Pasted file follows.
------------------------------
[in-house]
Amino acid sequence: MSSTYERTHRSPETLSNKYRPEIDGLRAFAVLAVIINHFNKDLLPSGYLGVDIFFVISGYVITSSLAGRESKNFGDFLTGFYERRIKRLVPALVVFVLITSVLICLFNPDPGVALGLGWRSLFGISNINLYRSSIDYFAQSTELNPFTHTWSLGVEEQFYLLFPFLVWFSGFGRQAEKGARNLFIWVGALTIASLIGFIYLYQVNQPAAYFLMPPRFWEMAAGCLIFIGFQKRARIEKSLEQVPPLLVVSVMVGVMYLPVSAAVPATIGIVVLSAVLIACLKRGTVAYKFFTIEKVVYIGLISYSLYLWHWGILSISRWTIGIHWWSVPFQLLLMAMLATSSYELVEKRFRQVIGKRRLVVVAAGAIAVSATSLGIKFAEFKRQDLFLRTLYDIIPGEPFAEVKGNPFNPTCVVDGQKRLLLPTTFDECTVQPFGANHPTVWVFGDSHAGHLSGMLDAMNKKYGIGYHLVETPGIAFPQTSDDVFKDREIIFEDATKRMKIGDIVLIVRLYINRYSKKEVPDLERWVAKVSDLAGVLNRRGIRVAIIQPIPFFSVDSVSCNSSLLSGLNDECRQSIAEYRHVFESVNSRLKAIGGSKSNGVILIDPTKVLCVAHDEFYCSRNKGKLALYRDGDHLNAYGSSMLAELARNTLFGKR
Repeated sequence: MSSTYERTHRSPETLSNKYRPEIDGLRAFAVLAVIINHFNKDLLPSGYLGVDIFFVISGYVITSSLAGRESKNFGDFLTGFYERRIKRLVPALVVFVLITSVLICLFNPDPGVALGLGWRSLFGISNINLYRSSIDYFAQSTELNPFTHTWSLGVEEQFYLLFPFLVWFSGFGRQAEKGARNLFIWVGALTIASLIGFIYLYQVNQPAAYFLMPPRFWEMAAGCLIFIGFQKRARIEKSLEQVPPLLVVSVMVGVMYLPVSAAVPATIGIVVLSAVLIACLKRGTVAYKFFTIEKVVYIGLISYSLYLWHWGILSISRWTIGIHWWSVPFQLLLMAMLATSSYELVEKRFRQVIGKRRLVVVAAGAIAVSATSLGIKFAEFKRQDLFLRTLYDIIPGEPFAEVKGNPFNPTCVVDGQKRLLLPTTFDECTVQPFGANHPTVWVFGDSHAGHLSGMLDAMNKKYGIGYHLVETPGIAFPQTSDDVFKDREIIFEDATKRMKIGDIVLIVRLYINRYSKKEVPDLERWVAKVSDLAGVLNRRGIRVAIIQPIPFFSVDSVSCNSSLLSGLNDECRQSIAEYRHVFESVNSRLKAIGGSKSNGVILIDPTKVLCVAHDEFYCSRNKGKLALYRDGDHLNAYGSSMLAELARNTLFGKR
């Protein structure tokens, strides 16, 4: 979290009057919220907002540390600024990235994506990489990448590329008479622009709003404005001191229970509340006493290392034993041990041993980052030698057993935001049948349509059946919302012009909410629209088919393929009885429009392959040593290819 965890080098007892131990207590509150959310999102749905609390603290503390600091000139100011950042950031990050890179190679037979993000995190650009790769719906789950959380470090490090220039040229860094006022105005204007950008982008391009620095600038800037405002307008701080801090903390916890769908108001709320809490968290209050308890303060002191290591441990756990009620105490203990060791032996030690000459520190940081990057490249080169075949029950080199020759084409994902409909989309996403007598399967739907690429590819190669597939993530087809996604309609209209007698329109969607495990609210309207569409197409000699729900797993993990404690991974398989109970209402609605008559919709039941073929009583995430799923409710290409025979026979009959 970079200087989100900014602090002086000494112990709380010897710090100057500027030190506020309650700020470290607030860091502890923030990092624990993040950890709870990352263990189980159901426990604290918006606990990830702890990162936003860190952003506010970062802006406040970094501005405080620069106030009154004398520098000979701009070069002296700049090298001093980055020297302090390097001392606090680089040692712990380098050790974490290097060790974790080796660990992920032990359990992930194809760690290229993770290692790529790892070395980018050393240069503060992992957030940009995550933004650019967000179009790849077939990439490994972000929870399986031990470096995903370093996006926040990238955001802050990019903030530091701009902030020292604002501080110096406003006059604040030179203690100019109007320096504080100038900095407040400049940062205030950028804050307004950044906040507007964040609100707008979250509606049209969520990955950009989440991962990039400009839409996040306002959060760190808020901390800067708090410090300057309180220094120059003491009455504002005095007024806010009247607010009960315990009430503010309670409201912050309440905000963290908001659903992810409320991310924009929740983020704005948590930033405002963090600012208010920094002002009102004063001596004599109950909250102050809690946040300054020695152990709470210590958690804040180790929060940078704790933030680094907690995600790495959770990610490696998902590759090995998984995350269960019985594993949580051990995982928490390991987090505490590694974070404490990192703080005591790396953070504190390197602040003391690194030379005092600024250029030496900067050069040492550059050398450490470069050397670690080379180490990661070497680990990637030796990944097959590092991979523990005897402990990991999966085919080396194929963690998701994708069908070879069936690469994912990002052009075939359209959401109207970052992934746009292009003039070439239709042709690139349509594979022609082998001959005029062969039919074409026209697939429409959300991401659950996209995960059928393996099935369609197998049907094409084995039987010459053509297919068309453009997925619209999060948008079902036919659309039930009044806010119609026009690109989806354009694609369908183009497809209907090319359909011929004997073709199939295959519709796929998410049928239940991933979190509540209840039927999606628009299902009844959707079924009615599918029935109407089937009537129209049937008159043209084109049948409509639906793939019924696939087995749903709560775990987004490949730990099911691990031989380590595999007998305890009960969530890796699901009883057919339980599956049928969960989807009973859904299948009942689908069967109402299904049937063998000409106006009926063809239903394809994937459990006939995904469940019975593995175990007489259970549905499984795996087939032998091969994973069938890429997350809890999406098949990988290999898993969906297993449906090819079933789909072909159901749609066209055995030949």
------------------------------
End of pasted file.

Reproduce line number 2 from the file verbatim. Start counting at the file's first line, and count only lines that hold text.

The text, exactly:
Amino acid sequence: MSSTYERTHRSPETLSNKYRPEIDGLRAFAVLAVIINHFNKDLLPSGYLGVDIFFVISGYVITSSLAGRESKNFGDFLTGFYERRIKRLVPALVVFVLITSVLICLFNPDPGVALGLGWRSLFGISNINLYRSSIDYFAQSTELNPFTHTWSLGVEEQFYLLFPFLVWFSGFGRQAEKGARNLFIWVGALTIASLIGFIYLYQVNQPAAYFLMPPRFWEMAAGCLIFIGFQKRARIEKSLEQVPPLLVVSVMVGVMYLPVSAAVPATIGIVVLSAVLIACLKRGTVAYKFFTIEKVVYIGLISYSLYLWHWGILSISRWTIGIHWWSVPFQLLLMAMLATSSYELVEKRFRQVIGKRRLVVVAAGAIAVSATSLGIKFAEFKRQDLFLRTLYDIIPGEPFAEVKGNPFNPTCVVDGQKRLLLPTTFDECTVQPFGANHPTVWVFGDSHAGHLSGMLDAMNKKYGIGYHLVETPGIAFPQTSDDVFKDREIIFEDATKRMKIGDIVLIVRLYINRYSKKEVPDLERWVAKVSDLAGVLNRRGIRVAIIQPIPFFSVDSVSCNSSLLSGLNDECRQSIAEYRHVFESVNSRLKAIGGSKSNGVILIDPTKVLCVAHDEFYCSRNKGKLALYRDGDHLNAYGSSMLAELARNTLFGKR